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India and Russia today signed an agreement paving the way for building the third and fourth reactors at the Kudankulam Nuclear Power Plant in Tamil Nadu, besides finalising a vision document for long-term cooperation in the atomic energy sector.
The pact was signed between Nuclear Power Corporation of India Limited (NPCIL) and Russia's Atomstroyexport after Summit talks between Prime Minister Narendra Modi and Russian President Vladimir Putin.
The accord will operationlise the General Framework Agreement (GFA) signed in April this year between the two sides for construction of units 3 and 4 at Kudankulam.
The cost of the two units is likely to be around Rs 40,000 crore and they will generate a total of 2,000 MWs of power.
A separate agreement was also signed between (NPCIL) and Atomstroyexport for unit 3 and 4 of Kudankulam Nuclear Power Plant for supply of some major equipment by the Russian company.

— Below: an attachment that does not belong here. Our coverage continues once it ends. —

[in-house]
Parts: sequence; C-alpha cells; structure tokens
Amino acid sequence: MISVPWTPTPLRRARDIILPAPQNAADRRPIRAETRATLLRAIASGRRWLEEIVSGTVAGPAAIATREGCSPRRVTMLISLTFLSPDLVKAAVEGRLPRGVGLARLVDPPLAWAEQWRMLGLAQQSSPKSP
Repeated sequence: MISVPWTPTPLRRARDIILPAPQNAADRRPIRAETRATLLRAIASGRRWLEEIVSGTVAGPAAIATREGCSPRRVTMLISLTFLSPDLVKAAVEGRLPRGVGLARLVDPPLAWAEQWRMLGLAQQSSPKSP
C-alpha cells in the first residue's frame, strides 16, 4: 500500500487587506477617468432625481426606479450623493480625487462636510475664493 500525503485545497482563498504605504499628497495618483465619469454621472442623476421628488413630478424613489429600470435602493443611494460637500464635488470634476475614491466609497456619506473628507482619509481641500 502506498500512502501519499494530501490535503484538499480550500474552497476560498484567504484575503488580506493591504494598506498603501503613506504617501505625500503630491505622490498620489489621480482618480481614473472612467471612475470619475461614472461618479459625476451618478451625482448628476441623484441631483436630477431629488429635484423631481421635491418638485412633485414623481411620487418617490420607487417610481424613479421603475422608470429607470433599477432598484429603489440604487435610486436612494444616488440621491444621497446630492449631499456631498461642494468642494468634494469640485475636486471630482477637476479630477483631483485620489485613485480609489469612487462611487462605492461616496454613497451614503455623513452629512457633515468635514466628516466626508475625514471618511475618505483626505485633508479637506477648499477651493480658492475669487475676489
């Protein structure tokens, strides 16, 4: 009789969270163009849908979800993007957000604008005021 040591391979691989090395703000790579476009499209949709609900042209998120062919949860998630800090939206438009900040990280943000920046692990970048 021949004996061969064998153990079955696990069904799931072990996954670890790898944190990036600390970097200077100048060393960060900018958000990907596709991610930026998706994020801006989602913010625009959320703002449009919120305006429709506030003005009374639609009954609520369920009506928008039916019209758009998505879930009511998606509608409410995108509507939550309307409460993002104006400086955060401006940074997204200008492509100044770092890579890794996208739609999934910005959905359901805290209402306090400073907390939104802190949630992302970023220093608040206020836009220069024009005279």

"I am pleased that the first unit of the Kudankulam Nuclear Power Plant is on stream. It has added 20 per cent to the existing capacity for nuclear power in India. We are on course for installing the next three units of 1000 MW each," Modi said at joint media interaction with Putin.
Aiming to enhance cooperation in the nuclear sector, both the countries also came out with a 'Strategic Vision for Strengthening Cooperation in Peaceful Uses of Atomic Energy' under which Russia will build at least 12 reactors in India by 2035.
The document said Indian side agreed to expeditiously identify a second site, in addition to Kudankulam, for the construction of the Russian-designed nuclear power units in India.
It welcomed signing of the contract for delivery of equipment from Russia for implementation of projects--units 3 and 4 at Kudankulum.
It enlisted cooperation in research and development of innovative nuclear power plants, and localization
of manufacturing of equipment and fuel assemblies in India as the goal of future collaboration.
The two sides decided to fast-track implementation of agreed cooperation projects for Nuclear Power Plants. Both sides will strive to complete the construction and commissioning of not less than 12 units in the next two decades, in accordance with the Agreement of 2008.
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